Play Pause

Sunday, 1 January 2017

Retro Review: No Mercy (1986)

No Mercy
Cast: Richard Gere, Kim Basinger, George Dzundza, Jeroen Krabbe, William Atherton
Genre: Thriller
U.S Box Office Gross: over $12 million 

Plot: A Chicago cop heads for the Big Easy in search of those who murdered his partner and ends up involved with the killer Cajun's lover 

'Lawd Have Mercy'

This movie has one word going for it: stale. That's what it is. Everything about No Mercy is stale, boring and pedestrian. But for the location shots and the gritty sounding title. And to think I watched this back in the 1990s when it aired on TV, late one night and enjoyed it - well, as a 30 something adult, things change. 

Chicago cop Eddie Jillette and his partner Joe get a tip from a Louisiana couple who have travelled to the windy city in search of a hit- man. Only to bump into a woman, played by Kim Basinger. When Joe gets killed, Eddie is seeking vengeance, with the help of the hitman's girlfriend. It sounds kind of promising, at first. And yet, that is virtually when the good stuff ends, because from then on, the rest of the film operates as one plain, generic dull cop thriller, the likes of so many we have seen before and after it. 

Richard Gere has shown like in many of his offerings, but for Internal Affairs why I've never been a huge admirer of his films. As a teenager, I always deemed Keanu Reeves as the only wooden actor on the Hollywood block (though I thought he was good in Speed). Nowadays, I'd add Richard Gere to that list: the guy is as one-dimensional as it gets. He has never blown me away in anything he has done. Despite his looks, it is his acting and the types of roles and films he chooses whereby in most of them, they are not much to write home about. Almost every film role of his is wasted, given his limited range and that he lacks energy and onscreen presence, as an actor to draw in bigger audiences. And here, he looks completely out of place. He doesn't strike me as being very physical, nor of whom possesses the traits to become a tough guy cop. The role of Jillette could have been easily played by say Bruce Willis or an action film- based actor, and much more effectively and with conviction. Basinger meanwhile is reduced to nothing more than being eye candy for the male audience and having the camera panning on her breasts, as she rubs cold water on them in one scene. 

The cast seems to be going through emotions; so much so, the performances feel as if they are so tacked on. Thus, not one single actor made an impression. Followed by a formula where two people can't stand each other and so they clash and are at odds with one another at first, and later end up working together to foil the bad guys. And even fall in love. Again, this has been done many times over in other films and single-handedly done better in around 80-90% of those efforts than in No Mercy

The only thing going for this film is the location shots of the Bayou, especially the river. That's about it. After seeing the title, I expected this to be an engaging, enthralling action thriller with plenty of twists and shocks. Yet this has virtually none of that. The story is more forgettable rather than memorable and the performances are good.... good enough for this film to be nothing more than B-movie, straight to DVD fodder. Despite it being a big budget film, No Mercy is really a B-movie in disguise with not much substance, very little going for it and then - big stars in Gere and Basinger. Their pairing sounds like an attractive proposition, especially on paper - and yet on screen, they were just not able to deliver the performances that ought to have ignited the spark this film needed.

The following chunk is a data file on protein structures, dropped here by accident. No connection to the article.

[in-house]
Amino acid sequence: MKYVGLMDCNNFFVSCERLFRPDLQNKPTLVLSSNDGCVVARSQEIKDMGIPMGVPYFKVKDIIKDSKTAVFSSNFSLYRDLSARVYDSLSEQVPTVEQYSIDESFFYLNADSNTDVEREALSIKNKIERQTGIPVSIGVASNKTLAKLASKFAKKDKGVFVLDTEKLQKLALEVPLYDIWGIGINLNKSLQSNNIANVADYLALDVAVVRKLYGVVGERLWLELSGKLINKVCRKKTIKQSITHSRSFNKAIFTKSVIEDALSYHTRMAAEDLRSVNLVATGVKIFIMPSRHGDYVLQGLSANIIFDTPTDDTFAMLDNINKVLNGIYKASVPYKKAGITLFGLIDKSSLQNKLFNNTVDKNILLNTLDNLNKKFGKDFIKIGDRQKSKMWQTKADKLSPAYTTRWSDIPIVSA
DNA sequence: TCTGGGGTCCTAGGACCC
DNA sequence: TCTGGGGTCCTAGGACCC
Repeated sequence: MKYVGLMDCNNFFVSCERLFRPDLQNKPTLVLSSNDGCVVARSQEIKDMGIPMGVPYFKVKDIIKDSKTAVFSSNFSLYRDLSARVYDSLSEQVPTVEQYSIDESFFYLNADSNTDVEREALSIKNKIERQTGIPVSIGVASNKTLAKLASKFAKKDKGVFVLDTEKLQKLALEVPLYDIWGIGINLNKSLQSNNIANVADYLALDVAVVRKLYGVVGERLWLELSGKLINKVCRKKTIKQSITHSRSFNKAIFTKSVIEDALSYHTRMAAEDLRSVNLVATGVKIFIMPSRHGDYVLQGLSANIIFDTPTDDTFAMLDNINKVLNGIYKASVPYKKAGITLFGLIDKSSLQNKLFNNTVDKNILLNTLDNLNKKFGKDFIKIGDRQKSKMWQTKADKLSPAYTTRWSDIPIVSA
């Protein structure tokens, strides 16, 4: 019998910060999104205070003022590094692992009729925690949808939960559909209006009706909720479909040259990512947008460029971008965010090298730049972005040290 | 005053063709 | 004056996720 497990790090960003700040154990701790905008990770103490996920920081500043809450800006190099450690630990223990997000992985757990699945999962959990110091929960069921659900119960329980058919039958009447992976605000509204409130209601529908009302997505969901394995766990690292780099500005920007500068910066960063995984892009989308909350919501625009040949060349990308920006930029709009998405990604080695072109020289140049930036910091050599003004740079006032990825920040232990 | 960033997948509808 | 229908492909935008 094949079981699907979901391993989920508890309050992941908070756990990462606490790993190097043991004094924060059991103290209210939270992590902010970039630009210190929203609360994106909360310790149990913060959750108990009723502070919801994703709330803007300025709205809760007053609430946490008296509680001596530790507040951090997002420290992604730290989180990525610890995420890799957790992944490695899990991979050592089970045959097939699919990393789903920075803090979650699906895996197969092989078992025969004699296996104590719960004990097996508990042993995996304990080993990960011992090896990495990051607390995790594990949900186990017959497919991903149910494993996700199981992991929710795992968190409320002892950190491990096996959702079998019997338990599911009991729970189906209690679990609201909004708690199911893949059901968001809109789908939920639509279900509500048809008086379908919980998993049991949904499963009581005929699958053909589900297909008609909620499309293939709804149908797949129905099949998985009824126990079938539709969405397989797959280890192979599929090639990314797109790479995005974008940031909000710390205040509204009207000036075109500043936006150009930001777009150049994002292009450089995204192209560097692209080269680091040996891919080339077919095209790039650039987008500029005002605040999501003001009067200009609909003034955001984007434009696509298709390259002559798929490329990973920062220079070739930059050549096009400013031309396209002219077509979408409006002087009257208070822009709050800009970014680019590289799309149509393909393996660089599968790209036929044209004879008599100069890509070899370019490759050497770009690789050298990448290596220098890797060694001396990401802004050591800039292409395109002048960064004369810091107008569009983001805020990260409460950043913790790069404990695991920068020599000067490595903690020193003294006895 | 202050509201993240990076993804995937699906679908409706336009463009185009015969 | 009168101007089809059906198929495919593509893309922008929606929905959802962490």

No Mercy later turns into a revenge story, but the way this is executed just doesn't thrill or excite me at all. To say this is better than Final Analysis, I beg to differ: both films are individually as poor and come off as being so passe, it's unreal. The Louisiana accents sound off in a way in this movie; I don't know, I'm not from that region but judging by some of the criticism, it seems as though they were not that impressive.

The killings are bloodless, which is surprising for a film rated R, as they do not amount to greater effect. 

The protagonists are boring, the villain is boring and they all lack chracterisation. The action is not great at all. Let's face it, personally, it was and is forgettable and it would've been truly more laughable, had it not been a straight-up serious thriller this film is originally billed as. 

Final Verdict:

Richard Gere and Kim Basinger fizzle, rather than sizzle in this taut and lifeless Bayou thriller; lacking in thrills and suspense and this matched with some unimpressive performances. No Mercy has straight- to- DVD written all over it and along with Gere's and Basinger's unconvincing turns, one doesn't have to think long and hard enough why their careers didn't take off in a big way, like with so many other actors and actresses around during the mid 1980s, of whom did go onto bigger and bigger things, later on.

For Richard Gere, but for Internal Affairs and An Officer and a Gentleman, arguably he hasn't had a truly noteworthy and momentous performance in his film career that I truly loved and enjoyed. 

The film itself is not very interesting and the story isn't exciting, enticing or good enough to make you or be it I to draw me into it, as much as it should've done. 

No Mercy is as derivative, pedestrian, one-note and mediocre; so much so that despite the names of Richard Gere and Kim Basinger, it's no wonder this film is not that well known. 

Because it is not that good. 


No comments:

Post a Comment

Related Posts Plugin for WordPress, Blogger...